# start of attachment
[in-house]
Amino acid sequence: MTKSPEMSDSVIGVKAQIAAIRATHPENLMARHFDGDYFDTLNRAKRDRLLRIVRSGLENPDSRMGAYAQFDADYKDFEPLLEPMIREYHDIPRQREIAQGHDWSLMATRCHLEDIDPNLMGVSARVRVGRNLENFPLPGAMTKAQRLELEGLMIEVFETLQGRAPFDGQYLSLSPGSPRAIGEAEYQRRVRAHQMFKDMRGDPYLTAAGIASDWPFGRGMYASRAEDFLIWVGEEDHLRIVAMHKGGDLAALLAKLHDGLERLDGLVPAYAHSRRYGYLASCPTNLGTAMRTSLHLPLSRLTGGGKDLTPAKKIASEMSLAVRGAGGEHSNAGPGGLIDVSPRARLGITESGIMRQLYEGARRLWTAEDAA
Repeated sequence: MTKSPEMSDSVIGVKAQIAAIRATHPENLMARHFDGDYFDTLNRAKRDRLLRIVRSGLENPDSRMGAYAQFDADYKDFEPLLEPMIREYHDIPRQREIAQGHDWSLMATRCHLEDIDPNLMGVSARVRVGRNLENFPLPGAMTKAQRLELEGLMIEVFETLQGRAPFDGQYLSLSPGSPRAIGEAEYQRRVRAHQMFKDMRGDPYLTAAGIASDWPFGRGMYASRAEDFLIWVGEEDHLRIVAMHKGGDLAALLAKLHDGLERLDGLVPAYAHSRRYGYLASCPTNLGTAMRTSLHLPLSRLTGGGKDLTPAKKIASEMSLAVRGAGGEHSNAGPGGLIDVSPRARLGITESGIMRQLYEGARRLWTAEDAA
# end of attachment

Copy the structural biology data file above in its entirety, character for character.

[in-house]
Amino acid sequence: MTKSPEMSDSVIGVKAQIAAIRATHPENLMARHFDGDYFDTLNRAKRDRLLRIVRSGLENPDSRMGAYAQFDADYKDFEPLLEPMIREYHDIPRQREIAQGHDWSLMATRCHLEDIDPNLMGVSARVRVGRNLENFPLPGAMTKAQRLELEGLMIEVFETLQGRAPFDGQYLSLSPGSPRAIGEAEYQRRVRAHQMFKDMRGDPYLTAAGIASDWPFGRGMYASRAEDFLIWVGEEDHLRIVAMHKGGDLAALLAKLHDGLERLDGLVPAYAHSRRYGYLASCPTNLGTAMRTSLHLPLSRLTGGGKDLTPAKKIASEMSLAVRGAGGEHSNAGPGGLIDVSPRARLGITESGIMRQLYEGARRLWTAEDAA
Repeated sequence: MTKSPEMSDSVIGVKAQIAAIRATHPENLMARHFDGDYFDTLNRAKRDRLLRIVRSGLENPDSRMGAYAQFDADYKDFEPLLEPMIREYHDIPRQREIAQGHDWSLMATRCHLEDIDPNLMGVSARVRVGRNLENFPLPGAMTKAQRLELEGLMIEVFETLQGRAPFDGQYLSLSPGSPRAIGEAEYQRRVRAHQMFKDMRGDPYLTAAGIASDWPFGRGMYASRAEDFLIWVGEEDHLRIVAMHKGGDLAALLAKLHDGLERLDGLVPAYAHSRRYGYLASCPTNLGTAMRTSLHLPLSRLTGGGKDLTPAKKIASEMSLAVRGAGGEHSNAGPGGLIDVSPRARLGITESGIMRQLYEGARRLWTAEDAA